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CHESS PRODIGIES PDF Print E-mail
Written by MonRoi on Mon, Mar 10 2008 (17:46)

Chess Grandmasters

 

With the advances in computer technology, access to latest chess games and theories is quick and easy. This allowed thirteen chess prodigies in the last fifteen years to earn grandmaster titles before their fifteenth birthday. Playing chess to earn the chess grandmaster title is a challenging goal. Less than one percent of chess players gain the master and grandmaster titles. Grandmasters (GMs) have a great deal of commitment, determination, and they practice many hours every day. They memorize various openings, middle games and end games. GMs travel to as many as fifty countries during their chess career. The youngest ever females to become grandmasters are Judit Polgar of Hungary and Koneru Humpy of India, who became GMs at 15 years old. There are less than 1,500 GMs in the world. It is interesting to note that thirty percent of the world’s top 100 rated chess players are in the age category of twenty to twenty-five. Garry Kasparov of Russia became the youngest ever World Chess Champion in 1985 at the age of twenty-two.

 

Chess Prodigies

 

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CELEBRITIES PLAY CHESS PDF Print E-mail
Written by MonRoi on Sat, Mar 08 2008 (15:46)

 

Many celebrities played and enjoyed chess. Some of them were actually very good chess players. An interesting fact is that most of the Nobel Prize winners who played chess were in the fields of physics, literature and economics. A number of the high technology company founders play chess. Research on chess in schools demonstrates that playing chess helps children improve their logical and abstract thinking, decision-making and creativity. Might there be a correlation between chosen careers and early exposure to chess? Leading in your field takes courage, a lot of energy, strong intuition, adaptability, desire to achieve, and persistence. People persist because they are passionate about creating things that matter and love what they do.

 

Bill Gates Carmen Kass Will Smith Madonna Al Gore

This is only a brief list of famous people who played or are playing chess:

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2007 WORLD CHESS CHAMPIONS PDF Print E-mail
Written by MonRoi on Mon, Mar 03 2008 (15:47)

 

The current world chess champion is GM Viswanathan Anand of India. Born on December 11, 1969, he picked his early lessons in chess, at the age of six from his mother, Susila Viswanathan. Anand holds a degree in Commerce and lives in Spain and India. He has been honoured with many prestigious awards like the Arjuna Award, the Padma Shri, the Rajiv Gandhi Khel Ratna, the Padma Bhushan, the Sportstar, Sportsman of the Millennium, the Birla Living Legends and the Jameo de Oro Award.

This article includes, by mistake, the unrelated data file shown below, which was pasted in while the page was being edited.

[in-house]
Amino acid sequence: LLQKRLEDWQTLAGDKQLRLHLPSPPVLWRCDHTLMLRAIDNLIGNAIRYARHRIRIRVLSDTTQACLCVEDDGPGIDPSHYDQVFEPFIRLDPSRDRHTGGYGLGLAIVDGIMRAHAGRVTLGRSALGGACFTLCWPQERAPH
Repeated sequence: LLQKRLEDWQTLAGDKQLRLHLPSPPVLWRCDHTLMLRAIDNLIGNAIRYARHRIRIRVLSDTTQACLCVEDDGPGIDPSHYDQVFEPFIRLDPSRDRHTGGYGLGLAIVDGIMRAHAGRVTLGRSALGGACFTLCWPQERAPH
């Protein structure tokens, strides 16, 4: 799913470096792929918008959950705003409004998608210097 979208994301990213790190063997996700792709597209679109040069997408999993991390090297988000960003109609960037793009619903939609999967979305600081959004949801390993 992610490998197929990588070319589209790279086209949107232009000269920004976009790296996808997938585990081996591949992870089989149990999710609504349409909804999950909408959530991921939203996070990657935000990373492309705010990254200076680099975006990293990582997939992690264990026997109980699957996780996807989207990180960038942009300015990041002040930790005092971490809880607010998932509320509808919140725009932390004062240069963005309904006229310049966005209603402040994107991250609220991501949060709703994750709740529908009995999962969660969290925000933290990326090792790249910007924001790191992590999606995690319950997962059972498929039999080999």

“Anand is one of the greatest sport persons that India ever had.” – Rajendra S. Pawan, Chairman, NIIT

 

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SECURING SPONSORS FOR CHESS TOURNAMENTS PDF Print E-mail

By Peter Hum
January 2008

 

In 2007, the organizers of the Canadian Open and Canadian Youth Chess Championships in Ottawa raised more than $90,000 in cash and many invaluable in-kind donations from sponsors and donors to stage the two events.

 

We had no other choice — we lacked the government support that some of our predecessors in other cities enjoyed. Fortunately, we secured support from telecommunications giant TELUS (far and away our biggest sponsor), Magmic Games (an Ottawa company that makes gaming software — including chess — for mobile devices including RIM's Blackberry), Hill & Knowlton Canada, The Ottawa Citizen, The Ottawa Marriott, ATFCAN (which had a special interest in sponsoring Indian GMs at the Open), OZ Optics (which felt the same way about Turkish players), Bell Canada and several embassies. Major Canadian banks and law firms also made tax-deductible donations.

 

“How did you do it?” you ask. Q + A-style, here is a summary of our sponsorship drive:

 

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NEW TECHNOLOGIES IN CHESS PDF Print E-mail

By Stewart Reuben, February 03 2008

 

When I was a child I remember our teachers printing on a page by having a tray of jelly and carving words into the jelly. They then put ink onto the tray, put a sheet of paper onto the jelly, removed it and had the information on the sheet. They repeated this exercise until there was one sheet for each child.

 

Later there were great improvements. One typed onto a plastic skin using a mechanical typewriter. The type cut into the skin. The skin was put onto a Xerox machine and the ink came through the letters. Now it was possible to run off large quantities. Errors were corrected by pasting over the incorrect words with liquid paper. This was how I produced my first chess bulletins and there remain collections of many events with the games recorded in this way.

 

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And for the chess-player the success which crowns his work, the great dispeller of sorrows, is named "combination."

-Emanuel Lasker (1868-1941)



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